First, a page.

But 36 million views qualifies “6 Fruits You’re Eating Wrong,” as a hit, and so, on a Tuesday afternoon last fall, the brains behind BuzzFeed Motion Pictures, the company’s Los Angeles-based video unit, gathered to riff on more things its viewers might be doing wrong. To enter the attic area where such meetings are held, BuzzFeed’s young producers, who often star in the videos themselves, must crawl or roll under a wooden horizontal beam that inexplicably cuts through the room. The cavernous Hollywood building was “designed by a madman,” according to Ze Frank, president of BuzzFeed’s video unit.

Senior video producer Andrew Gauthier leads the riffing. He notes that, in addition to “Eating Wrong,” a video called “10 Ways Men Are Dressing Wrong” has racked up 1.7 million views on Facebook. “The word ‘wrong’ is really good,” he says.

“It makes you need to click on it to see if you’re doing something wrong!” Ella Mielniczenko, a video producer, chimes in.

Ideas for new “wrong” videos get thrown around: Snacks you’re eating wrong. Maybe you’re running wrong, or putting your pants on wrong, or eating sushi wrong. Words you’re using wrong. Ways you’re sleeping wrong. Gauthier reminds the group focus on “super visual things,” to optimize for video. “What if people are having sex wrong?” someone asks, and the room erupts in groans.

This is not rocket science, or even neuroscience, which Frank studied at Brown University. But is it some form of science, involving data crunching and hypothesis testing. This meeting is just one cog in BuzzFeed’s data-driven content machine.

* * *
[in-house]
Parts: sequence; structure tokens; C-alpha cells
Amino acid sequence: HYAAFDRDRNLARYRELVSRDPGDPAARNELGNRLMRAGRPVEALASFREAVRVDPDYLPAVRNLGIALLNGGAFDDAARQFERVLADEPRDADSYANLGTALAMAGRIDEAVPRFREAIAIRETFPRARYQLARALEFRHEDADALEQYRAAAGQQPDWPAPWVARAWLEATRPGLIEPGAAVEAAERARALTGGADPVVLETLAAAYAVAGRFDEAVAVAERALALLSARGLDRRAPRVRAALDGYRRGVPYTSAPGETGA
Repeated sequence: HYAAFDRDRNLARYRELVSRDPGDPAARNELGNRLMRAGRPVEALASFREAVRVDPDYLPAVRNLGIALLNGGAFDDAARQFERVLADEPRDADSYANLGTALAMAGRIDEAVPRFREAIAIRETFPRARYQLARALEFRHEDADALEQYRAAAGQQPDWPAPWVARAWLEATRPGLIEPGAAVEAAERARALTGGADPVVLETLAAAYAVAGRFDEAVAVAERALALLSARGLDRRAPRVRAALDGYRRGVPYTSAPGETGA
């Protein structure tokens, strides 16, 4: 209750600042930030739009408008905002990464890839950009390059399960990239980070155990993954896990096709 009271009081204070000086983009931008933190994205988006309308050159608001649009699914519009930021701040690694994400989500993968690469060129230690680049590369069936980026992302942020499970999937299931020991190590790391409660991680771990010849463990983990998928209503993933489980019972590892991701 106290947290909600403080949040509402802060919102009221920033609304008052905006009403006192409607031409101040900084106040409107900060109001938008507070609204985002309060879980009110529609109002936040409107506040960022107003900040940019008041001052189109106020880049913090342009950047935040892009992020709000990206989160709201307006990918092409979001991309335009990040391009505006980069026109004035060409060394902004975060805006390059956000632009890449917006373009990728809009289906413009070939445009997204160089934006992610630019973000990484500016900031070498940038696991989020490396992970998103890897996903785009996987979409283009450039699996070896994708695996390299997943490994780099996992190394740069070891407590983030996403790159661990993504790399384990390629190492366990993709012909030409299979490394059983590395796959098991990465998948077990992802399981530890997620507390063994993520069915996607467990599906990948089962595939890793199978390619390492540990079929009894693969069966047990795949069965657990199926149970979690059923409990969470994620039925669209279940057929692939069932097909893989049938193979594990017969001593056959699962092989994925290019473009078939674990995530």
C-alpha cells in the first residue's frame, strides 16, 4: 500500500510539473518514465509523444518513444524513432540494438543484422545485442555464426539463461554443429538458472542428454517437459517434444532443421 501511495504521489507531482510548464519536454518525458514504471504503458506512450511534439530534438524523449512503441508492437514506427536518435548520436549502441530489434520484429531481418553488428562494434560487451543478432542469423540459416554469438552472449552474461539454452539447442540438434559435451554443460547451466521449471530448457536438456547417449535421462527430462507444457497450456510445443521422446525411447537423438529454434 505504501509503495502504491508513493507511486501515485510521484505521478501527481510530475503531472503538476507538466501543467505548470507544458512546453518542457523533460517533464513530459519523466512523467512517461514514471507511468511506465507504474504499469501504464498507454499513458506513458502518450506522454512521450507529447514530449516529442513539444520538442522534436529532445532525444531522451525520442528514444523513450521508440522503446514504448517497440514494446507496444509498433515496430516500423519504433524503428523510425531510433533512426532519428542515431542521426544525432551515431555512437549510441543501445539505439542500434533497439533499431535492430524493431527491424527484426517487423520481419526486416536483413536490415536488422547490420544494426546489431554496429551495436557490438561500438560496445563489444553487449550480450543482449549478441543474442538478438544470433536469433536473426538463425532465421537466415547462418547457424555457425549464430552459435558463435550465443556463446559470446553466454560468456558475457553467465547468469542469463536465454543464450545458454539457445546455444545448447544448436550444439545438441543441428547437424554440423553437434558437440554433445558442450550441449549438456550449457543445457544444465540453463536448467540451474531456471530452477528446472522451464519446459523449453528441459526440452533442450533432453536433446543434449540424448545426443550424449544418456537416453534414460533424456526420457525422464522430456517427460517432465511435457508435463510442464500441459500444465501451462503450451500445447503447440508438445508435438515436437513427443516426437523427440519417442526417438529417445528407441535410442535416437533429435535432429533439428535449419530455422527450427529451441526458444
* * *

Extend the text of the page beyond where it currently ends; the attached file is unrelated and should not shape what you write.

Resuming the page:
The secret to BuzzFeed’s success—the thing that Frank, Gaulthier, CEO Jonah Peretti, and his staff of more than 900 believe makes BuzzFeed different from other media companies—is its data-driven approach. The company employs 12 data scientists and 11 researchers to crunch the numbers on the approximately 500 posts it publishes each day. Every list, listicle, article, essay, photo, video, upvote, comment, Thumbs Up, Tweet, Like, Heart, Pin, Share, Reblog, Retweet, LOL, WTF, OMG, and Ew represents a data point to be scrutinized. From there, BuzzFeed tests hypotheses to determine what made the content successful, in hopes that each successive piece of content will be even more perfectly engineered for irresistibility. “You can’t just do what [you think people] want, because people like to be surprised and exposed to new things,” says Peretti.

Unlike a Hollywood studio, which might produce five films a year, BuzzFeed is churning out an average of 50 videos a week, and taking advantage of the opportunities to test everything from characters and actors to theories about human behavior. “It’s fast-paced, its iterative, the production is the same day as the distribution, and they’re interacting with audiences and getting data in real time,” says Frank. When Frank asks his team what they’re working on, they rarely tell him the individual piece they’re shooting, but rather the problem they’re trying to solve. One big problem of late has been “post-literate videos,” which reduce the dependence on language. “You can see the success by its international growth, Frank says. “It’s a really difficult problem and these folks are doing six to 10 videos and studying the result.” Thus, “Totally Useless But Awesome Hacks You Need To Know.” Click!